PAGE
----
The top two bestselling hot beverages in the UK and America are tea and coffee. But does the quintessentially English association with the cup of tea still hold true? And do Americans, usually associated with coffee, ever drink tea? I’m going to have a look at the history of each drink in each country to try and get an answer. I’ll talk about coffee in a second article soon, but first, it’s time for Tea…
The cup of tea was something of a latecomer to the shores of Britain. The custom of drinking tea dates back to the third millennium BC in China, but it was not until Portuguese and Dutch traders first imported tea to Europe in the 17th century that it appeared in England. And it wasn’t for another century that the biggest tea trading organization of the Industrial Revolution, the East India Company, began to make money out of tea’s rising popularity. Somewhat ironically, it was the London coffee houses that were responsible for introducing tea to England. Coffee house merchant Thomas Garway sold both liquid and dry tea to the public as early as 1657. Three years later he issued a broadsheet advertising tea as “making the body active and lusty”, and “preserving perfect health until extreme old age.”
By 1700 over 500 UK coffee houses were selling tea as well as coffee. By 1750 tea was outselling coffee and had become the lower classes’ most popular drink, being cheap and easily available.
According to the UK Tea and Infusions Association (https://www.tea.co.uk/tea-faqs), the British drink 165 million cups daily, amounting to 60.2 billion per year. Although China, India and Kenya produce the most tea in the world (China produced 2, 230,000 tonnes in 2015), it is the Republic of Ireland that drinks the most tea per head of population, followed by Britain. Of all the tea drunk in Britain, 96% is brewed by using a tea bag rather than tea leaves, and 98% of all tea made is served with milk rather than black with lemon, honey or single infusion.
In America, it is coffee that is considered the national beverage. It poses the question, why haven’t they embraced tea in the same way as the UK? America was introduced to tea at the same time as the British discovered the country, after all. However, the War of Independence between Britain and America that erupted shortly afterwards meant that trade routes providing tea were restricted. Britain controlled the shipping routes to and from America and so very little tea reached the US, making it hard to get, and therefore expensive. As a result, during this time a lot of Americans switched over to drinking liberty tea, which is mainly made from a goldenrod plant. When the American Revolution was over, the shipping lines did return, and Americans did go back to drinking tea, but a new war broke out in 1812 and the lines closed again. It meant that the next generation of Americans had grown up during the American Revolution and spent a lot of their formative years not drinking tea. And because they’d grown up without much of the drink, they didn’t consider it as important as the British did.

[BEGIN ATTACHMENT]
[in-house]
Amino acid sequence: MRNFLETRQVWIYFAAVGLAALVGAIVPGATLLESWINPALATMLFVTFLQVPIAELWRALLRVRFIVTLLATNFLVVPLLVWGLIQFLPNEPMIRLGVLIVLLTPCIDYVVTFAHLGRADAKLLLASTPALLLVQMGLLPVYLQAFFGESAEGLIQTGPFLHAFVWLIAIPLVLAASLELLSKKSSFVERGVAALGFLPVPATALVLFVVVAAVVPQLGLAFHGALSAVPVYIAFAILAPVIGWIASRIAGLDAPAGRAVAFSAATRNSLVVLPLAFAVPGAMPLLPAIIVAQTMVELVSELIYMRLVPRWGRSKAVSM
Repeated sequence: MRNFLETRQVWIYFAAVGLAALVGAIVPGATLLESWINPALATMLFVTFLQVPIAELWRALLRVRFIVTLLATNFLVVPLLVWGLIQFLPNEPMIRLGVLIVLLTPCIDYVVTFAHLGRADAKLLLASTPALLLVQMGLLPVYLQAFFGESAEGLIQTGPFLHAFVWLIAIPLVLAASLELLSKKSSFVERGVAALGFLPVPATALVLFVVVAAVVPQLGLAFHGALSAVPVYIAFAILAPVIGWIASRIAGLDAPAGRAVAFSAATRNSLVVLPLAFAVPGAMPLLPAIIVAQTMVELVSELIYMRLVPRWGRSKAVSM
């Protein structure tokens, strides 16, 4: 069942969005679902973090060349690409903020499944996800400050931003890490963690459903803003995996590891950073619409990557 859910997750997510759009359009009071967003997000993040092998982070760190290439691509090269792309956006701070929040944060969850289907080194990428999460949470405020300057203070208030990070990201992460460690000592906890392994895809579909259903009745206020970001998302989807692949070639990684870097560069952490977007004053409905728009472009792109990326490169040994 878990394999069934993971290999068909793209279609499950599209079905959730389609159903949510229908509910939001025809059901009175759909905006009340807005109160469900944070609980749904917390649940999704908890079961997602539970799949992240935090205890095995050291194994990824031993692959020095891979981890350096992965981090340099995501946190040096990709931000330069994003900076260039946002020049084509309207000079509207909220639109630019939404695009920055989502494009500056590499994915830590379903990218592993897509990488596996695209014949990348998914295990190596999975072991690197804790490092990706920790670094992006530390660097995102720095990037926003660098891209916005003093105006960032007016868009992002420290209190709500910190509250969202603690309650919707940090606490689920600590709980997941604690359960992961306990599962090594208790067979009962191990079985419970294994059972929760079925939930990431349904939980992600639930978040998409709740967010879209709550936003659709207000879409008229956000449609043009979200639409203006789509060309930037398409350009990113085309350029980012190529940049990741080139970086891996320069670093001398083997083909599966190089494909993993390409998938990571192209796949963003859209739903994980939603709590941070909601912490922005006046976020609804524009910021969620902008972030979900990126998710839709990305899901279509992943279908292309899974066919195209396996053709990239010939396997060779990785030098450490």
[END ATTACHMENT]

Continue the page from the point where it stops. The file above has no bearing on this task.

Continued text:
Today, tea is a popular drink in the US, especially in the American South, but they usually drink it iced rather than hot. Although cold or iced tea is drunk in the UK, it has had little impact on the traditional hot cuppa, whether served in a cup and saucer, a mug, or a takeaway beaker.
The so called Cold War was a state of dangerous tension between the USA and the Soviet Union (USSR) that lasted from 1945 until 1991. Distrust and suspicion were at the root of the Cold War. The political and economic systems of the capitalist USA and communist USSR were incompatible. In a capitalist state, the economy is largely free from state control, while the government is democratically elected and freedom of speech is allowed. In contrast, a communist state government has complete control of its economy and society. Each side (the “superpowers”) in this ideological war wanted the other to conform to their own political system.
The Cold War began shortly after World War II ended in 1945. Although the Soviet Union was an important member of the Allied Powers during the war, there was great distrust between them and the rest of the Allies. Britain, France and the USA were particularly concerned about the brutal leadership of the USSR’s Joseph Stalin. The Allies were always unsure of Stalin’s loyalty as he had previously allied himself with Hitler in 1939, through the Nazi-Soviet Pact. There was also a growing concern about how fast communism was spreading. This mistrust was a great source of anger to Stalin because, since the British retreat at Dunkirk, the Soviets had been left fighting the German Army single-handed. It was only on D-Day in 1944 that the British and Americans went to help the Soviets; by then thousands and thousands of Russians had been killed.
Although it is called The Cold War, no direct warfare took place between America and the USSR. However, they did fight each other in proxy wars. These were wars fought between other countries, but with each side getting support from either Russia or America, such as in the Korean War and the Vietnam War. The scars of Vietnam, to which the US deployed their own troops, are still felt in America today, whilst the legacy of the Korean war left open wounds to fester until they became dangerously significant, as any current news report will testify.